Derivative bets suggest FPIs hold bearish view on market

PALAK SHAH Mumbai | Updated on June 29, 2020

The stock markets seem to have turned euphoric going by the derivatives data, but foreign portfolio investors (FPIs) are bearish and withdrawing from the segment. On the other hand, domestic investors including retail, high net worth individuals and institutions have put all their chips on the table in the derivatives.

Traders use stock and index derivatives to bet on the near-term market trend.

This year, on April 3, domestic investors held just ₹106 crore (around $14 million) worth positions in the stock futures segment out of the total ₹67,148 crore ($8.83 billion) outstanding. The rest 99.5 per cent worth of stock futures bets were held by FPIs. In just three months between April and June so far, all the three widely tracked indices ― Sensex, Nifty and Bank Nifty ― witnessed a 30 per cent rally. During this time, the domestic investor position in stock futures rose by more than ₹12,200 crore ($1.62 billion), which means that they pumped in that much money. The FPI position has risen to ₹82,783 crore, which is just around 23 per cent and in line with the rise in the markets. It shows that FPIs have mostly refrained from pumping new money into stock futures and the rally was propelled by domestic traders, experts say. In fact, in the stock futures segment, FPIs have unwound 1.15 lakh contracts.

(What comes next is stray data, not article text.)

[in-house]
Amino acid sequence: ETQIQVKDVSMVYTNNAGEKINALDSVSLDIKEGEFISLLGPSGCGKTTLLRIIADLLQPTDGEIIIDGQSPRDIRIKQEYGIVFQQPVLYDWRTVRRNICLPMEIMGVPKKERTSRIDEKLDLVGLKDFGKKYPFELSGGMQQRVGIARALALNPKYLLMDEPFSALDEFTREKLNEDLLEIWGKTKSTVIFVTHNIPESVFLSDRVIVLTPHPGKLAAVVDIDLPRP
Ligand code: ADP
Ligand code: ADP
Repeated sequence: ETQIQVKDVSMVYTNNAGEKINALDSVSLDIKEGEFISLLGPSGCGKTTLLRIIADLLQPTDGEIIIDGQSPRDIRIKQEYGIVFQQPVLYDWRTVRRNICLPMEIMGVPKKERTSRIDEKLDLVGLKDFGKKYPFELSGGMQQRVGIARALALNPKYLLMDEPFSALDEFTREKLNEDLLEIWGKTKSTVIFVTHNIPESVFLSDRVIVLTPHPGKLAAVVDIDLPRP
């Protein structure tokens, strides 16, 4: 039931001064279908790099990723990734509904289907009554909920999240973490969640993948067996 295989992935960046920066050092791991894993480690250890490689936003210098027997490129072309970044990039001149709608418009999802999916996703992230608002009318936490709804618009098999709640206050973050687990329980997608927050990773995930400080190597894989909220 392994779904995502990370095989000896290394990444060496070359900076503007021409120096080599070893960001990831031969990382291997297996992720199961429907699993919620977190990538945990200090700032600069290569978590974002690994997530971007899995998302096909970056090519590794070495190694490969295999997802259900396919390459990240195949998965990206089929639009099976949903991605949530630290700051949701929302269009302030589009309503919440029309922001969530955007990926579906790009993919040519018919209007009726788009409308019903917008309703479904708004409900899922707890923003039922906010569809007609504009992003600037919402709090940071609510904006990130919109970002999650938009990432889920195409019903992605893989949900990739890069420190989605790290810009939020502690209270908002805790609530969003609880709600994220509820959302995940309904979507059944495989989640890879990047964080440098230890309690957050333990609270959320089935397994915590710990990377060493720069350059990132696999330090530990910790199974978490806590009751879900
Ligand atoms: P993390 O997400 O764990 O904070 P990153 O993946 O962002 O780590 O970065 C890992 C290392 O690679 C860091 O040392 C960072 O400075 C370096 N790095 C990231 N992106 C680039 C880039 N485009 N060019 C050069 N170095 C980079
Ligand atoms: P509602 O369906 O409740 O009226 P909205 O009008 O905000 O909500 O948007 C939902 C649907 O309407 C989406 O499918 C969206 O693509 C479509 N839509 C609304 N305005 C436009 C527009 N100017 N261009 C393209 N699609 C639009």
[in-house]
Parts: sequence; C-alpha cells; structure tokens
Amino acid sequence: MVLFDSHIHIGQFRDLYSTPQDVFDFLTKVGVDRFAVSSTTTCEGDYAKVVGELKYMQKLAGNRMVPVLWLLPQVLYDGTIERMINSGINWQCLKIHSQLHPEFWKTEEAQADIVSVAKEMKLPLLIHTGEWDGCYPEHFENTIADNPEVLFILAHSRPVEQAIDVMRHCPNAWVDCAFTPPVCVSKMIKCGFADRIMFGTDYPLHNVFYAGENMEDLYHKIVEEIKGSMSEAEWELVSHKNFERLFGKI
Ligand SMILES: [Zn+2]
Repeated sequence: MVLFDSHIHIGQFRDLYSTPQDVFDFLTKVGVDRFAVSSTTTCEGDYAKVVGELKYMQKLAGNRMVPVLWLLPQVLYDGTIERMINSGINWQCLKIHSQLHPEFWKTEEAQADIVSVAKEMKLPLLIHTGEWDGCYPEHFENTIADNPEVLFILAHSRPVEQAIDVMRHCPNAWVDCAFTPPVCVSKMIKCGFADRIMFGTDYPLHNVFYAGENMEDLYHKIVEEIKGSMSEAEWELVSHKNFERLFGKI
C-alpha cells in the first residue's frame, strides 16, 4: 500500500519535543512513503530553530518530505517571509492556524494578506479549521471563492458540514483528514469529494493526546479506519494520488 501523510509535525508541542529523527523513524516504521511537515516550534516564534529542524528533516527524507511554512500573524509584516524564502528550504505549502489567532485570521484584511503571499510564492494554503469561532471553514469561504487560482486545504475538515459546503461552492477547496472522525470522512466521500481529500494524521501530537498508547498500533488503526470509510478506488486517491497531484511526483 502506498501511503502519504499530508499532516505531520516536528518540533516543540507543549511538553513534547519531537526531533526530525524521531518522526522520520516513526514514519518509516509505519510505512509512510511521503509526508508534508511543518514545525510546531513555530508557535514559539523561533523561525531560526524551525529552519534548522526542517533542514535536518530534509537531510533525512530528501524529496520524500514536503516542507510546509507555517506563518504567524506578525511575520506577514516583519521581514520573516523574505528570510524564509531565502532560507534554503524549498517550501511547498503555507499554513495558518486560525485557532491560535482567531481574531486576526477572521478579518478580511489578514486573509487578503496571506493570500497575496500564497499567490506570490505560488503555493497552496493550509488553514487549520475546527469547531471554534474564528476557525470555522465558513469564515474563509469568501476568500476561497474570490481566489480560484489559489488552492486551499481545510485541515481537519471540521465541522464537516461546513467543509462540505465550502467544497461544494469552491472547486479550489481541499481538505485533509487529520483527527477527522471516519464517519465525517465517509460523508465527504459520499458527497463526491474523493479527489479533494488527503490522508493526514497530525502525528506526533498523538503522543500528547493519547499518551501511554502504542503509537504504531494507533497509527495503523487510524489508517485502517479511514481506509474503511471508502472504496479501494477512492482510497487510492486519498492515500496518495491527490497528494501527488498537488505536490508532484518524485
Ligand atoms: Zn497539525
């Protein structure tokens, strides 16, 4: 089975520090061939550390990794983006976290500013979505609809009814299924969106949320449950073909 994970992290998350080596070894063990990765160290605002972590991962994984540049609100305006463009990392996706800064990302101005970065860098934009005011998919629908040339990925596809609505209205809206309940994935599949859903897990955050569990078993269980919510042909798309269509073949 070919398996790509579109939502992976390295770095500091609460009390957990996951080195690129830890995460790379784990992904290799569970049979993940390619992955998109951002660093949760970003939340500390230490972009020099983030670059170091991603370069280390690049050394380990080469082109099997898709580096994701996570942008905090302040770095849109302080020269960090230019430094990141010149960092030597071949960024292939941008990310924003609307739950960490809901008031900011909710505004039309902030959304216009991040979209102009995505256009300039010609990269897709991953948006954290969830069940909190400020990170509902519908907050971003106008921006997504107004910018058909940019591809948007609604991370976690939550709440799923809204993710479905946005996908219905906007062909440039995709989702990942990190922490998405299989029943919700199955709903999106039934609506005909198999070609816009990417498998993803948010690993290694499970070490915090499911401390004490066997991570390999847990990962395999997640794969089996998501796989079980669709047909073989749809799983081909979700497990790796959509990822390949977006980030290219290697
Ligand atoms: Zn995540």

“It was a suckers rally, which lacked any interest from smart money. FPIs are sharply unwinding long positions, as they got a chance after the markets bounced. The weaker hands, which are largely domestic retail and wealthy traders, are just taking the FPI burden on their shoulders. This data and the recent rally that have made the bulls euphoric, portend a bleak near-term market outlook,” said Deepak Sawhney, independent data analytics expert, who has mined the FPI data.

Like stock futures, the situation in the index futures segment is the same, where the total outstanding currently is worth ₹15,621 crore ($2.08 billion) and more than doubled since April. In this, ₹7,912 crore ($1.05 billion) is held by FPIs and the rest ₹7,709 crore ($1.02 billion) is held by domestic traders. Data from NSE show that domestic traders are largely long on index futures while the FPIs hold an opposite view. In the month of June, when the Nifty and Bank Nifty indices, two of the largest derivative counters, rose by 15 per cent and 25 per cent respectively, domestic investors kept building longs. During the same time, the FPIs unwound 26.71 lakh long (units of index futures contracts) and shorted 12.57 lakh. Meaning, they started giving up their long bets and turned bearish. But domestic investors went long with 42 lakh index futures, which is the highest in the past six months. Their short positions in the same stood at just 3.13 lakh across indices. Experts say most FPIs are only now coming to terms with the market reality in the backdrop of the Covid-19 infected cases touching the one-crore (10 million) mark, globally.

Published on June 29, 2020

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